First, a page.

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INSIDE: N Classified Marketplace, page 46 N Puzzles, page 47 Home Front WATER, WATER ... U.C. Master Gardeners will discuss water — controlled distribution and the right amount for vegetables and ornamental plants — on Saturday, July 3, from 10 to 11 a.m. at the Palo Alto Demonstration Garden, 851 Center Drive, Palo Alto. The free workshop will include hand watering, drip irrigation and spray heads controlled by hydrozones. Afterwards, people may visit the Water Wise Garden, with five large beds, native and low-water Mediterranean plants, and the Edibles Garden, with vegetable beds interplanted with flowers that attract birds and insects, fruit trees, container plantings, and compost and worm bins. Information: Master Gardeners at 408-282-3105, between 9:30 a.m. and 12:30 p.m., Monday through Friday or http://master BEE MINE ... Mimi Clarke will teach a class on “Planting a Bee Gardenâ€? on Tuesday, July 20, from 10:30 a.m. to 12:30 p.m. at Filoli, 86 Canada Road, Woodside. The class, which includes a field trip to look at a nearby bee garden, will deal with native and non-native plants that provide sources for pollen, nectar and habitat for bees, which are essential for garden productivity. Cost is $45 for nonmembers, $35 for members. Information: 650-364-8300 or RESTORE HABITAT ... On the second and fourth Saturdays of the month, from 9 a.m. to 1 p.m., volunteers work with Acterra to restore habitat at the Pearson-Arastradero Preserve (1530 Arastradero Road, Palo Alto) and local creeks. Gloves, tools, snacks and training are provided. Tasks include removing invasive plants, collecting seeds, spreading mulch and planting native grasses. Volunteers are advised to wear long sleeves and long pants and bring a hat and reusable water bottle. Information: N Send notices of news and events related to real estate, interior design, home improvement and gardening to Home Front, Palo Alto Weekly, P.O. Box 1610, Palo Alto, CA 94302, or e-mail Deadline is Thursday at 5 p.m. N early 200 clay and glass artists will come from as far away as Missouri to participate in the 18th annual Palo Alto Clay & Glass Festival next weekend. The free event — yes, it costs nothing to look — encourages visitors to stroll across the grass at the Palo Alto Art Center and chat with artists as well as observe wheelthrowing demonstrations or ikebana presentations. Besides the juried artists, highlights of the festival include an indoor gallery show featuring 50 pieces, opportunities to dig into clay to create ceramics works, information about eco-friendly techniques, and food and drink. The artists will be selling everything from hand-blown glassware to functional desktop accessories, large garden ornaments to jewelry. Here are just a few of the artists’ stories. Al so on lin E M 44 HO GE EN PA OP IDE, GU HOME & REAL ESTATE PA L O A LT O W E E K LY e at w w w .P al o Al to On lin e. co m Glorious glass, stupendous ceramics ANNUAL FESTIVAL OFFERS FUNCTIONAL, DECORATIVE, ARTISTIC PIECES FOR THE HOME Randy Comer “I’m a maker by nature. I like working with my hands.â€? That’s how artist Randy Comer, 55, describes his fascination with glass. Trained in fine art at the University of Missouri, he initially worked as an illustrator and later as a graphic designer in California. That’s where he was “surrounded by Victorian stained-glass windows. Seeing all that colored light attracted me,â€? he said. By 1985 he was taking a stainedglass course at San Francisco City College, then learning glass painting, firing and working with a kiln. Today he works in his home studio in Forestville, in California’s Russian River valley, where he creates functional bowls and platters, often using a trompe l’oeil style that makes the glass appear like textiles. He likes to incorporate chevrons, stripes and colors from Asian and Indian native cultures. “Glasswork is truly a craft; you work with three-dimensional materials. It’s more hands-on and less esoteric than working with printed materials,â€? he said. Colors, on the other hand, are a bit more freeform, Comer said, noting he often tries to think what aboriginal peoples creating textiles would have at their disposal. “It reflects a natural sensibility, what a textile might be made out of.â€? —Carol Blitzer Navajo basket Jan Way and Chris Bing It’s been nearly 40 years since Jan Way taught English in the Oakland public schools and Chris Bing worked as her assistant. Today the two, now married, work together on their land in Philo, which is in Anderson Valley near Mendocino. While Way throws the pots on the wheel, Bing adds original sculptures, or he hand-builds pieces, especially ikebana vases. Way glazes — in celadons, copper reds and Tenmoku (a high-fire glaze mixture) — and Bing fires the kiln. Inspiration comes largely from the land, with its redwood trees and a creek. Bing’s sculptures are “like portraits of individual animal species,â€? Way said, adding, “Most naturalists could tell the kind of frog or moth that Chris sculpts.â€? The couple does 15 shows a year, but it’s Bing who mans the booth and chats with visitors, while Way stays home with their three dogs and three cats, making more pottery. Amber and red lamp Eve and Dan King-Lehman In a converted horse barn on their property in Marcola, near Eugene, Ore., Eve and Dan King-Lehman work side by side, each creating wonders in glass, often sharing the finish work. When they met 35 years ago, Dan had a degree in oil painting, Eve said, while she had studied drawing at the California College of the Arts for year. They began their partnership by creating glass beads and glass-bead sculpture, which they continued for 15 years. For the past 20 years, they’ve evolved to fusing and kiln-forming, creating bowls, dishes, plates and platters as well as sinks, windows, lighting and chandeliers. “I love working with color,â€? Eve said. “Seeing the colors inspires me; they speak to me, tell me how to go together.â€? And the melting goes much faster than bead work, which she described as “unbearably slow.â€? While Eve helps with the finish work and grinding, she credits her husband with being “master of the kiln.â€? “Whenever we go larger or thicker, the glass demands more time in the oven, so he’s been the one to tweak that,â€? she said, noting that he’s conscious of conserving both energy and glass. In fact, they dip into boxes of “broken, old stuffâ€? to recycle glass. Eve describes their life as scheduled, with most weekdays spent in their workshop, weekends at art shows, and only occasional days off for gardening breaks. Her favorite project? “Whenever we expand ourselves or do new things. That’s always exciting.â€? (continued on page 39) Octopus pot *>Â?ÂœĂŠÂ?ĂŒÂœĂŠ7iiÂŽÂ?ÞÊUĂŠĂ•Â?ÞÊÓ]ÊÓä£äÊU Page 37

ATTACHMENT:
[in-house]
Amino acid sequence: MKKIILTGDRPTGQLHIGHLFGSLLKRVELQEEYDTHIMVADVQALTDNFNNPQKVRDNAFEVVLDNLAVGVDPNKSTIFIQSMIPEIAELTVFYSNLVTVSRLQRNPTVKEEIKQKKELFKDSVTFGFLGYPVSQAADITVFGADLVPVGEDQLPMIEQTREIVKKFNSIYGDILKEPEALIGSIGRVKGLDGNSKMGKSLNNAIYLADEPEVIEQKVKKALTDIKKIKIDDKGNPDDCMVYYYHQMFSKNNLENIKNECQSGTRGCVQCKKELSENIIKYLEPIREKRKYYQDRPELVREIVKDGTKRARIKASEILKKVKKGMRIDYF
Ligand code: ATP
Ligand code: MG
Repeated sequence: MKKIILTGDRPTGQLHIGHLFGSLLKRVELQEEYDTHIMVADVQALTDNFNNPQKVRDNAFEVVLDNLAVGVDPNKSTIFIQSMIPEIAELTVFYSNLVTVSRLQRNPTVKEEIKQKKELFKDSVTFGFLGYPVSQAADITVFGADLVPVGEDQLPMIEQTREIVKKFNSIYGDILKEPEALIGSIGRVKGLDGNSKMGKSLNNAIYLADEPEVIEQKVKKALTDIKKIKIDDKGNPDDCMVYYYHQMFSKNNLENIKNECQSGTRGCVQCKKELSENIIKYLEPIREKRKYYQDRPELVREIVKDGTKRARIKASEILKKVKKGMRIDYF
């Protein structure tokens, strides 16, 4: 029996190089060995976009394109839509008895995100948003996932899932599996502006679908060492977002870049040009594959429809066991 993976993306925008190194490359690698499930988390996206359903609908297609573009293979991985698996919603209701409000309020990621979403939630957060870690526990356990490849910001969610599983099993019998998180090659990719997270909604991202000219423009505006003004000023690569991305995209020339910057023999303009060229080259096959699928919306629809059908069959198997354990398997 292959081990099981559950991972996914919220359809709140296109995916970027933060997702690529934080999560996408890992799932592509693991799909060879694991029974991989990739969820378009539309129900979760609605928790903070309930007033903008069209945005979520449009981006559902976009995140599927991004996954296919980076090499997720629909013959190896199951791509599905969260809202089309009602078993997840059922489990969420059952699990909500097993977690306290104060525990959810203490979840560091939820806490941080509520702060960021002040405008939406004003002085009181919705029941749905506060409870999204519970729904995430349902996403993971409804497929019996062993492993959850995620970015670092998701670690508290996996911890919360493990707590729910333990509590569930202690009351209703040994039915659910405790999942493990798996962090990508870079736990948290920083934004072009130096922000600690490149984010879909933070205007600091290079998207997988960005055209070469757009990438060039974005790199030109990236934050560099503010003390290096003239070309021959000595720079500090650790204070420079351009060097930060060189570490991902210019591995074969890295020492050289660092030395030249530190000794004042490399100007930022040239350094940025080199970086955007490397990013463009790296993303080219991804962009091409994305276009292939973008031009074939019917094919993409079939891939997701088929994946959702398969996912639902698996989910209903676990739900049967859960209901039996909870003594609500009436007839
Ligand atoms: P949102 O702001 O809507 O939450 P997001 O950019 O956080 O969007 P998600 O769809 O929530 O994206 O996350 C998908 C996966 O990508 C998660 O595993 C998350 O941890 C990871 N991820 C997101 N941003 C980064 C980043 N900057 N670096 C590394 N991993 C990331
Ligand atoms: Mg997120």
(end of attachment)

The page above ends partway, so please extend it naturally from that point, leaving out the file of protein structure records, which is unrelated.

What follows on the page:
Palo Alto Weekly 07.02.2010 - Section 2